Here I am again sitting at the CHOA office surrounded by little bald heads. I feel like I've been gone for the last 3 weeks, lost in the numbness of life, trying not to have to feel. But here we sit on the eve of another part of the phase with no guarantees as to how it will pan out; feeling not so ready to plunge head-long into our out-of-our-control life again.
When you walk into the CHOA (Childhood Hematology and Oncology Associates) Clinic you are greeted by the normal doctor waiting room paraphernalia, toy area, Nemo style fish tank, and the like, as well as some very kind office managers. But really, before you can let yourself believe that you are just at your regular doctors for a checkup, the sore-throat or vaccination kind, the reality of where you are hits you. All around the walls are black and white pictures, large portraits actually, of little bald kids, some have wisps of hair or little tuffs; those hairs that just wouldn't let go and are justifiably being left on the heads as a badge of honor. Others are just clean headed, not a hair on the horizon. The other thing that strikes you and brings you back to reality is the cute little hat tree next to the door, filled with hats free for the taking. If you had somehow missed being brought back to reality of visiting a cancer clinic by the end of the appointment the double door closet filled with toys, hand-made quilts and more hats made for cancer kiddos would probably snap you out of it.
Tiffany was reading a little board book last night to Abby called "What is faith" a simplistic book that talks about trust, patience, believing the best about things, all very simple elements of faith. On one page is this picture of a little girl loading up all of her toys in a box to give away to other kids that would need them more, a very kind act indeed. The sentence read, "Sometimes faith is giving all you have to someone else... because you know God will give you everything you need." I've read it many times, as has Tiffany, but this time we also noticed the label on the box... "Toys for Children's Hospital". Tiffany said out loud, "You know, that's us." Just reading our child a book, and bam, oh ya she has cancer.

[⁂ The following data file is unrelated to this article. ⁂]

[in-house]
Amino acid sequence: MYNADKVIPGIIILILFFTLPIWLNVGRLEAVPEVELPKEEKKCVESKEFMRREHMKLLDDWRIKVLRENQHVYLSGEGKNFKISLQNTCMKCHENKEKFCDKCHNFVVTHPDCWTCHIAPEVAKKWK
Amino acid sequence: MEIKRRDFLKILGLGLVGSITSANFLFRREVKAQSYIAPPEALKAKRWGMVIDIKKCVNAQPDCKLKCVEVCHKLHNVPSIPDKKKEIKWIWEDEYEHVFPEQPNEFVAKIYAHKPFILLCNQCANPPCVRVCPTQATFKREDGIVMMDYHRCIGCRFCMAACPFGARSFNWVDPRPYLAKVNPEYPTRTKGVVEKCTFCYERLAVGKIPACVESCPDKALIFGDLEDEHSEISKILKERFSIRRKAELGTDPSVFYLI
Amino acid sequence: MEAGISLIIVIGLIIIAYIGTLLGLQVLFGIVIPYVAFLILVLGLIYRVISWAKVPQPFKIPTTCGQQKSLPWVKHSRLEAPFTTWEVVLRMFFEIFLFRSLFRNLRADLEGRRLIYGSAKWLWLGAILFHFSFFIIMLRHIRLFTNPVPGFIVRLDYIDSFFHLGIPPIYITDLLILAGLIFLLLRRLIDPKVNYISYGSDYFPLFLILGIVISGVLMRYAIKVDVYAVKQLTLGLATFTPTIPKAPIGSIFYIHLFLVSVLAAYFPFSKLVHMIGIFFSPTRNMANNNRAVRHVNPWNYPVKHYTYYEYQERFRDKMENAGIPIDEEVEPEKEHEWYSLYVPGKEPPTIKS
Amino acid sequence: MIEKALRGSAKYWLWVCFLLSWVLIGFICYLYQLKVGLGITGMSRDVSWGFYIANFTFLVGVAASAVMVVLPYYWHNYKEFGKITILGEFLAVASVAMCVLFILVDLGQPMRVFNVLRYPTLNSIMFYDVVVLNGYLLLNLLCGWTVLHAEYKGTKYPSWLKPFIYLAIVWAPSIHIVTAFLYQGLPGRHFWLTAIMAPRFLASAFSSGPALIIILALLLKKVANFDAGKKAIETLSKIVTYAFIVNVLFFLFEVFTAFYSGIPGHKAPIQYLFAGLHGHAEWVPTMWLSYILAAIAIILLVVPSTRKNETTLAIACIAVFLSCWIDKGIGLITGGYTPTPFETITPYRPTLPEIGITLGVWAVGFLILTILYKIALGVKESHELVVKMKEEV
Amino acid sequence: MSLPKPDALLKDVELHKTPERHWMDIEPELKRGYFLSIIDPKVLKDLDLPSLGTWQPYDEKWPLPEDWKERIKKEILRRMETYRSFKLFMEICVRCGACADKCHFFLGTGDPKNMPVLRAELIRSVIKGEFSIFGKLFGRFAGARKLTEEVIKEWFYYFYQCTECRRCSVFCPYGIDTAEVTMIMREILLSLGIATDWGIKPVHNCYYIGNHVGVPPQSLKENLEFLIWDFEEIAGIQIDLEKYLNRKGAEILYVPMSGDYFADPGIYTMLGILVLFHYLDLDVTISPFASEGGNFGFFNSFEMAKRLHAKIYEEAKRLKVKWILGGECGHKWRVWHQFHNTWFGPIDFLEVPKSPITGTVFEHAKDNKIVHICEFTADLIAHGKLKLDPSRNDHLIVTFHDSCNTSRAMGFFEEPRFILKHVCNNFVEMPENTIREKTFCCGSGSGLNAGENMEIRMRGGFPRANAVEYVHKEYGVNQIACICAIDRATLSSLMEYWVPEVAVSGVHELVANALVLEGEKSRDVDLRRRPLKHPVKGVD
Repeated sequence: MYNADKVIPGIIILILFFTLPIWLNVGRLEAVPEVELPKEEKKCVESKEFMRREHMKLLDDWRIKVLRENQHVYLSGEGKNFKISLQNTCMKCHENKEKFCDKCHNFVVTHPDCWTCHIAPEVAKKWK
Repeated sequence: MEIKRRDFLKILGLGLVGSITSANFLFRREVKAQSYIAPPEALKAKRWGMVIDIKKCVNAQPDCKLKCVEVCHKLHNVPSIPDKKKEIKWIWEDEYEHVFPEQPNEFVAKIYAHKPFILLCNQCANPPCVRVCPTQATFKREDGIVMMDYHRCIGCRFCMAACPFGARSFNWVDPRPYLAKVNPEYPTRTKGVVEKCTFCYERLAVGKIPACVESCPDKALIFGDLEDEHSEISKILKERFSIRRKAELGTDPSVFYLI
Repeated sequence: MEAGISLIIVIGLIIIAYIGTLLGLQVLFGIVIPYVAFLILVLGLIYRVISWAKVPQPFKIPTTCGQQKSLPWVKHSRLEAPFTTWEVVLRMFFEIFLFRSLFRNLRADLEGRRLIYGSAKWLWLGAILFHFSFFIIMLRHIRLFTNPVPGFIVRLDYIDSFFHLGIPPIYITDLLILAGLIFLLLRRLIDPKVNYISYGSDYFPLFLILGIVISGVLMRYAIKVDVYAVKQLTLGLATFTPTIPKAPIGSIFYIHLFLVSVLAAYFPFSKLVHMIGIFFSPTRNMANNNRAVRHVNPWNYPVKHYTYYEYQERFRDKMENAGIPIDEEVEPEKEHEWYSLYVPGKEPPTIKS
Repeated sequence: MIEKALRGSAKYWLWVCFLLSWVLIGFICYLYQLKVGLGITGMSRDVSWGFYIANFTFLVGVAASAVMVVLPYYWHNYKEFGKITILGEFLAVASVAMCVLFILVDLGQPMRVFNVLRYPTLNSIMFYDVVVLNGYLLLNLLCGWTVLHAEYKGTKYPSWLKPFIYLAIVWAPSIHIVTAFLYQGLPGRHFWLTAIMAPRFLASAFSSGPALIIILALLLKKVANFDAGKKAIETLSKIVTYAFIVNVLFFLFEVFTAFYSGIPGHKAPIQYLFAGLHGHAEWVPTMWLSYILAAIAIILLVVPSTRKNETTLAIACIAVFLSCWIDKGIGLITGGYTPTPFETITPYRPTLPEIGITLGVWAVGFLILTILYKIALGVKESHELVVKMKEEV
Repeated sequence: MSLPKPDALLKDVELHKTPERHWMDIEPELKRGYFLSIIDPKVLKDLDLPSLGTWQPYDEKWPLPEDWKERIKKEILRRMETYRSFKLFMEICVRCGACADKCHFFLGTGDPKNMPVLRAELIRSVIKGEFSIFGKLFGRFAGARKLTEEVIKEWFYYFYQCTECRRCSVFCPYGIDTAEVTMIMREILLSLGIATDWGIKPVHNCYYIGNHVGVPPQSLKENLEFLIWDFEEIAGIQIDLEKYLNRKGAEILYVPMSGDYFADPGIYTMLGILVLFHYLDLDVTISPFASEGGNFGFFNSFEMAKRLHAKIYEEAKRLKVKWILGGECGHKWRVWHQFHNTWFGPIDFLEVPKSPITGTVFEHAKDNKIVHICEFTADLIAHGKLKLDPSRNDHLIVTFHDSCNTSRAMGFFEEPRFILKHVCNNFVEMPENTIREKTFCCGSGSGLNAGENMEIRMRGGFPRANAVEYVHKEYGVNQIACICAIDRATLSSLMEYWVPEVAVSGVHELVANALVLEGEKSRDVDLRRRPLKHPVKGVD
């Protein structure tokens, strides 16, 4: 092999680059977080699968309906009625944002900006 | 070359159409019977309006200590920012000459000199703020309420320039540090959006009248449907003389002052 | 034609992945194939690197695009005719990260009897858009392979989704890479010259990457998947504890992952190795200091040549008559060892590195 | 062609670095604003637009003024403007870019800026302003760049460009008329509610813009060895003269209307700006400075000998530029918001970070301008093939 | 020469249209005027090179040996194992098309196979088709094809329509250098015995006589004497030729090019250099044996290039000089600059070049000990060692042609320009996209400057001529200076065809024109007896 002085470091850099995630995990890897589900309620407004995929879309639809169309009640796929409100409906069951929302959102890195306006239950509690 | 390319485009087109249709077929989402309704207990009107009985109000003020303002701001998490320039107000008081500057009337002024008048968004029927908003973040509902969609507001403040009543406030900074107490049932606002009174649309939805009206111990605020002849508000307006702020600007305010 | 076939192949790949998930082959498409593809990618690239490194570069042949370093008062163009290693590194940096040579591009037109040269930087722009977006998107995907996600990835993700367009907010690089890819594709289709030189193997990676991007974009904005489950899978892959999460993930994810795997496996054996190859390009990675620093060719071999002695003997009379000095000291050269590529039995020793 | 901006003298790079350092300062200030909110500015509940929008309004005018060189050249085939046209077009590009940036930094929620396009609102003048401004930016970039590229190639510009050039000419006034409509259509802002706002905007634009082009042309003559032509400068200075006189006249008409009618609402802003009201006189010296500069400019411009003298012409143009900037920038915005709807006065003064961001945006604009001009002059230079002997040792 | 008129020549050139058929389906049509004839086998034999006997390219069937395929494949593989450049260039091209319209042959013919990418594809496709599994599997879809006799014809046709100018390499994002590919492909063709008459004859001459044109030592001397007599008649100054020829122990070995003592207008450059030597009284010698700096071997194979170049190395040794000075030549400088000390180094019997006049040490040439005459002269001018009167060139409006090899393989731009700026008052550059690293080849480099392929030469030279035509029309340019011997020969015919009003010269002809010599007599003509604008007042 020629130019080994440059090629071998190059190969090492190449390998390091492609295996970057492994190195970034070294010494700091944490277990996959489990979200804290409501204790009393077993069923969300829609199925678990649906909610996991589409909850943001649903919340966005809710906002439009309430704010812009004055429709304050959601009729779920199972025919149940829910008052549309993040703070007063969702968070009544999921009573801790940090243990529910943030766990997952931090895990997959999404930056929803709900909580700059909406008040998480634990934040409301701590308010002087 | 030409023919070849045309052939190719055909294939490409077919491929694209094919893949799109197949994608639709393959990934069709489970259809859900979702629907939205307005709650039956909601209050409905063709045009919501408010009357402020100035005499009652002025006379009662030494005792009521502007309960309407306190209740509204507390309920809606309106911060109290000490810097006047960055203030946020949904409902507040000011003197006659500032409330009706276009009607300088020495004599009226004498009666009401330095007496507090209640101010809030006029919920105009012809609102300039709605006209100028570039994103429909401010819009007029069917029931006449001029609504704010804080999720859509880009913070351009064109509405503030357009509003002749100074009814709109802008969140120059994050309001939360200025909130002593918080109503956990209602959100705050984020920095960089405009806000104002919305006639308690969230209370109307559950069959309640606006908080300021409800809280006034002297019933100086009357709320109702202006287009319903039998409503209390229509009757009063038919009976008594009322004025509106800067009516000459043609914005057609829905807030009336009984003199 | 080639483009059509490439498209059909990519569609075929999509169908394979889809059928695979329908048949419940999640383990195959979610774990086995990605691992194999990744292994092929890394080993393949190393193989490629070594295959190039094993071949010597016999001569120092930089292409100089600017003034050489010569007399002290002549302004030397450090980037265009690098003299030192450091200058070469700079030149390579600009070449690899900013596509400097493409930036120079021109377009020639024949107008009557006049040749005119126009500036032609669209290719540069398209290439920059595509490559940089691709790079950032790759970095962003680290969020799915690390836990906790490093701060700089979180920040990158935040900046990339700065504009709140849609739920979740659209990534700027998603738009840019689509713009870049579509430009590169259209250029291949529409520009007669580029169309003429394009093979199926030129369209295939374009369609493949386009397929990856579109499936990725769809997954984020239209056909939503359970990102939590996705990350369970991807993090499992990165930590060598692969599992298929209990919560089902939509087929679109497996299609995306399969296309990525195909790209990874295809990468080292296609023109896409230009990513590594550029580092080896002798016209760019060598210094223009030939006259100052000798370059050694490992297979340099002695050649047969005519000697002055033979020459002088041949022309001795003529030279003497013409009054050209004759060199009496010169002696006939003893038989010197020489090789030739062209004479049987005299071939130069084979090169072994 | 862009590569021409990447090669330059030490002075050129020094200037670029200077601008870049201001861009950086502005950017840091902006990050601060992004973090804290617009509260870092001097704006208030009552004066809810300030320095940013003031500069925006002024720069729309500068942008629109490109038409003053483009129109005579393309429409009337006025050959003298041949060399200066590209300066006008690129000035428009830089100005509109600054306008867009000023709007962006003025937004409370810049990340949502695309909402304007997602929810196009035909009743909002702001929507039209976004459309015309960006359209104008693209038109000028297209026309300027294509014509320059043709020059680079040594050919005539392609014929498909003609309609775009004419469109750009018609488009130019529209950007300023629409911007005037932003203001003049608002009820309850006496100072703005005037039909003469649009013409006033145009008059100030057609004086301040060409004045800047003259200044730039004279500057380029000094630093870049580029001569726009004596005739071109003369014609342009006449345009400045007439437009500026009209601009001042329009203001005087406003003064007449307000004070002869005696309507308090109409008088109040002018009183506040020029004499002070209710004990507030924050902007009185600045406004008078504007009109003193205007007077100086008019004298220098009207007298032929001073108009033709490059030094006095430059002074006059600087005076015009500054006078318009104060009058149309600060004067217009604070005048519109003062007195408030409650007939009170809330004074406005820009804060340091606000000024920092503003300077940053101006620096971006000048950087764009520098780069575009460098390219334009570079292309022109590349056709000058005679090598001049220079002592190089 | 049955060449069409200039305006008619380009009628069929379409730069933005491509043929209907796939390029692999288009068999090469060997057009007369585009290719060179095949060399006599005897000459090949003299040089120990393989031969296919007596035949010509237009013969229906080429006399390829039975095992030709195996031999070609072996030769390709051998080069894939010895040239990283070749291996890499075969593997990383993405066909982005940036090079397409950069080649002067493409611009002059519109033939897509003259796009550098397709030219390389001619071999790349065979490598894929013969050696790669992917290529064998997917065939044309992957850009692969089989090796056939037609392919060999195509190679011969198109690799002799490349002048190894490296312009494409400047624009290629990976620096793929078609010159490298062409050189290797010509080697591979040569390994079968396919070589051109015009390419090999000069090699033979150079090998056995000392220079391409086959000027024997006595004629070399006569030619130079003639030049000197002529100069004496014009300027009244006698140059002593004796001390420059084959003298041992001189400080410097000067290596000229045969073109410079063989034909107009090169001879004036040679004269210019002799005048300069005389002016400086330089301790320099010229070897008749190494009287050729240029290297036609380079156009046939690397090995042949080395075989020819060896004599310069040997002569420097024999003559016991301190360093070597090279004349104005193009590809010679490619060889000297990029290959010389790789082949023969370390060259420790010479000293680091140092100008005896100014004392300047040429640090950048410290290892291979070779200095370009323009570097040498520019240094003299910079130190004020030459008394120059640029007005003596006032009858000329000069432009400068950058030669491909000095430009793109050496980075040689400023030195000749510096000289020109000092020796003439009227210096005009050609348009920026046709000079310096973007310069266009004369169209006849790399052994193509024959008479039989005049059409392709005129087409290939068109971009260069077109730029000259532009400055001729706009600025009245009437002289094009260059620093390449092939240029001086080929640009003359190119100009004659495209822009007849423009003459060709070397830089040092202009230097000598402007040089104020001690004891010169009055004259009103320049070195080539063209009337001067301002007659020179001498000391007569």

I've felt pretty good lately, at least I had thought so but the combination of a lot of things in life and especially having to mark down all the medicines on the calendar for the next month has kept me from squelching my feelings any longer. I'm not despairing or anything, I just still catching up with the reality of life and honestly, as crazy as it sounds, the reality of it all still often sneaks up on me.
But all in all, the last 3 weeks have been really, really smooth in comparison to what they could have been like. No rushing down to the hospital, only 1 to 2 trips to Denver for a couple weeks and last week we didn't even have to go to Denver, we only had to make the 5 minute trip to Poudre Valley Hospital here in Fort Collins to get blood drawn. What a great time! I really loved it. No meds, no major concerns, her eye is almost back to normal, everything is going great... And now we start again. Honestly, I just don't really want to start, I want her to be done, I don't want to lose my little girl back to the fantasy feeling world of chemo drug side-effects. The one effect that we are still not looking forward to is the full lose of her hair. She's been pretty unaffected in that realm up until this last round and we think that this one will probably take the rest of it. Tiffany combs out a fair amount each day but Abby has such a thick head of hair that it just isn't that noticeable yet. I guess we'll see. I'll get used to it though, probably like her cute little bald head. Maybe I'll have to get my camera out at the end of this phase and take a nice black and white portrait of my little bald-headed daughter. I'm sure she'll look more beautiful than all the pictures in lobby of CHOA combined!
I'll post a shot of her when it all goes away.